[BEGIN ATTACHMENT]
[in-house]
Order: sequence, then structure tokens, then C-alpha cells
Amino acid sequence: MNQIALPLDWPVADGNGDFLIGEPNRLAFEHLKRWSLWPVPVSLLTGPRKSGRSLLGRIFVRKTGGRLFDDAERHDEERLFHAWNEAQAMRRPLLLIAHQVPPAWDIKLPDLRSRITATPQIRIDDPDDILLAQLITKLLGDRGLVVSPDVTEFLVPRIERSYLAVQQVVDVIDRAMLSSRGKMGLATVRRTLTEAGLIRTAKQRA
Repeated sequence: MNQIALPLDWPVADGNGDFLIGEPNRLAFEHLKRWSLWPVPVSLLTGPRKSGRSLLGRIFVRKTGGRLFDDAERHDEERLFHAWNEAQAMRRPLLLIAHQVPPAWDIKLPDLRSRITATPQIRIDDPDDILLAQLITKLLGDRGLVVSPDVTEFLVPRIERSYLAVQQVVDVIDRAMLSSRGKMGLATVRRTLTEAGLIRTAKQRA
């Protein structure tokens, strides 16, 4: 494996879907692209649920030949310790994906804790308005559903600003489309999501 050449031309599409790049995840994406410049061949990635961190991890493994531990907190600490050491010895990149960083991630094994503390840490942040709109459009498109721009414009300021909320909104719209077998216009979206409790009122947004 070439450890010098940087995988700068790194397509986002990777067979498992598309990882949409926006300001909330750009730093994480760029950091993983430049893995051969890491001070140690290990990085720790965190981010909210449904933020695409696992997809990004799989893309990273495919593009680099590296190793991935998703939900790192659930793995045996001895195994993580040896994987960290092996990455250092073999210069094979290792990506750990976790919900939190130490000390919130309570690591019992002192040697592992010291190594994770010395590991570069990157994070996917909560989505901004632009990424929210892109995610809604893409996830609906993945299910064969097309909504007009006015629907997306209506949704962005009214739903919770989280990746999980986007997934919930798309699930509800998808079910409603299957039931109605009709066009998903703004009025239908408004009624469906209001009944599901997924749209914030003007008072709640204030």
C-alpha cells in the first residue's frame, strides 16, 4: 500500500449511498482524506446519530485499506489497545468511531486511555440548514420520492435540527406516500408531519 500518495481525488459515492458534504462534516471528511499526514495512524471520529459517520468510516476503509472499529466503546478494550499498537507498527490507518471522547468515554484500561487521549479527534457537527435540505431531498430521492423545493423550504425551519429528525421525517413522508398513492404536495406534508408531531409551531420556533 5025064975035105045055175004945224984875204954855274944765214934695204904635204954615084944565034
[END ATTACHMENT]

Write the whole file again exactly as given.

[in-house]
Order: sequence, then structure tokens, then C-alpha cells
Amino acid sequence: MNQIALPLDWPVADGNGDFLIGEPNRLAFEHLKRWSLWPVPVSLLTGPRKSGRSLLGRIFVRKTGGRLFDDAERHDEERLFHAWNEAQAMRRPLLLIAHQVPPAWDIKLPDLRSRITATPQIRIDDPDDILLAQLITKLLGDRGLVVSPDVTEFLVPRIERSYLAVQQVVDVIDRAMLSSRGKMGLATVRRTLTEAGLIRTAKQRA
Repeated sequence: MNQIALPLDWPVADGNGDFLIGEPNRLAFEHLKRWSLWPVPVSLLTGPRKSGRSLLGRIFVRKTGGRLFDDAERHDEERLFHAWNEAQAMRRPLLLIAHQVPPAWDIKLPDLRSRITATPQIRIDDPDDILLAQLITKLLGDRGLVVSPDVTEFLVPRIERSYLAVQQVVDVIDRAMLSSRGKMGLATVRRTLTEAGLIRTAKQRA
């Protein structure tokens, strides 16, 4: 494996879907692209649920030949310790994906804790308005559903600003489309999501 050449031309599409790049995840994406410049061949990635961190991890493994531990907190600490050491010895990149960083991630094994503390840490942040709109459009498109721009414009300021909320909104719209077998216009979206409790009122947004 070439450890010098940087995988700068790194397509986002990777067979498992598309990882949409926006300001909330750009730093994480760029950091993983430049893995051969890491001070140690290990990085720790965190981010909210449904933020695409696992997809990004799989893309990273495919593009680099590296190793991935998703939900790192659930793995045996001895195994993580040896994987960290092996990455250092073999210069094979290792990506750990976790919900939190130490000390919130309570690591019992002192040697592992010291190594994770010395590991570069990157994070996917909560989505901004632009990424929210892109995610809604893409996830609906993945299910064969097309909504007009006015629907997306209506949704962005009214739903919770989280990746999980986007997934919930798309699930509800998808079910409603299957039931109605009709066009998903703004009025239908408004009624469906209001009944599901997924749209914030003007008072709640204030």
C-alpha cells in the first residue's frame, strides 16, 4: 500500500449511498482524506446519530485499506489497545468511531486511555440548514420520492435540527406516500408531519 500518495481525488459515492458534504462534516471528511499526514495512524471520529459517520468510516476503509472499529466503546478494550499498537507498527490507518471522547468515554484500561487521549479527534457537527435540505431531498430521492423545493423550504425551519429528525421525517413522508398513492404536495406534508408531531409551531420556533 5025064975035105045055175004945224984875204954855274944765214934695204904635204954615084944565034